New proposed passport rules - last day to object is TODAY!

Discussion in 'General Discussion | Travel' started by Wandering Aramean, Apr 25, 2011.  |  Print Topic

  1. Wandering Aramean
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    Wandering Aramean Gold Member

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    The State Department filed notice 59 days ago of an intended rule change and the creation of form DS-5513. Seems innocuous enough, right? Read the form and you might reconsider.

    The form will become part of the requirements for passport applicants. It is horribly invasive - list every address you ever lived at, every job you ever held and every school you ever attended - and those are the easier questions. If you were born at home or outside the USA then the requirements are WAY worse. Full details of the "circumstances of your birth including the names (as well as address and phone number, if available) of persons present or in attendance at your birth," are requested on the form.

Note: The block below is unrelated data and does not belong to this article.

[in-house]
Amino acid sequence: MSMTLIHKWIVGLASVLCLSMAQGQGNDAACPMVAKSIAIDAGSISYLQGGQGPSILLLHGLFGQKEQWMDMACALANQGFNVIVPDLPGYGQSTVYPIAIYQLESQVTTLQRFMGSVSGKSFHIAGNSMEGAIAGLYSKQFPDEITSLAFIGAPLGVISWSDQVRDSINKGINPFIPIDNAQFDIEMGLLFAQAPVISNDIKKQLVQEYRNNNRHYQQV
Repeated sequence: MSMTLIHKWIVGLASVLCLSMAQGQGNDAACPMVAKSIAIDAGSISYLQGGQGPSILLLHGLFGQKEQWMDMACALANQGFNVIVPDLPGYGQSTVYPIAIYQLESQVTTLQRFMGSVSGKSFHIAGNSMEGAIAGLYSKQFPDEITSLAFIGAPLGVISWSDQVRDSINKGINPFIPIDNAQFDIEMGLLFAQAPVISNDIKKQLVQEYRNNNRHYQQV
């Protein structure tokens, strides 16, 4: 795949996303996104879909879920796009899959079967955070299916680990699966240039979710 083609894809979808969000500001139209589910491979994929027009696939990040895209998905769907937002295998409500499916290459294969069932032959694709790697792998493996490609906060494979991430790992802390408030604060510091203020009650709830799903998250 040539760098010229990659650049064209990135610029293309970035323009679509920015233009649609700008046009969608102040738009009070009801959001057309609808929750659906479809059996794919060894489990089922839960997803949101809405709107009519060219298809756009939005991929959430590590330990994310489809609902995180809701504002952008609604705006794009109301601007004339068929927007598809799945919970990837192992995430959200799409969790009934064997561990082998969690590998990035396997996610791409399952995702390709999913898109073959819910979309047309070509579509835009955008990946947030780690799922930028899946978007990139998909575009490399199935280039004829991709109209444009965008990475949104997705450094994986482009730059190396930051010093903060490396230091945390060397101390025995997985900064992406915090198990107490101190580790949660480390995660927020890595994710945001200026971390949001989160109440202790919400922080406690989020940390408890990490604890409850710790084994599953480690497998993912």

These things are open to public comment for only 60 days, meaning that today is the last day to send in your objections. Travel is a great equalizer across cultures and around the world. It deserves to be encouraged and supported, not made more difficult through onerous bureaucratic crap. Express your displeasure today by sending a quick email on the topic.

    The easiest way to do so is to email GarciaAA@state.gov. You must include the DS form number (if applicable), information collection title, and OMB control number in any correspondence. For this particular abomination those details are DS-5513 and Biographical Questionnaire for U.S. Passport; there is no OMB control number currently assigned.

    If you want to see a sample letter (the one I sent in earlier this afternoon) check out my version here: http://boardingarea.com/blogs/thewa...g-a-us-passport-about-to-become-a-lot-harder/.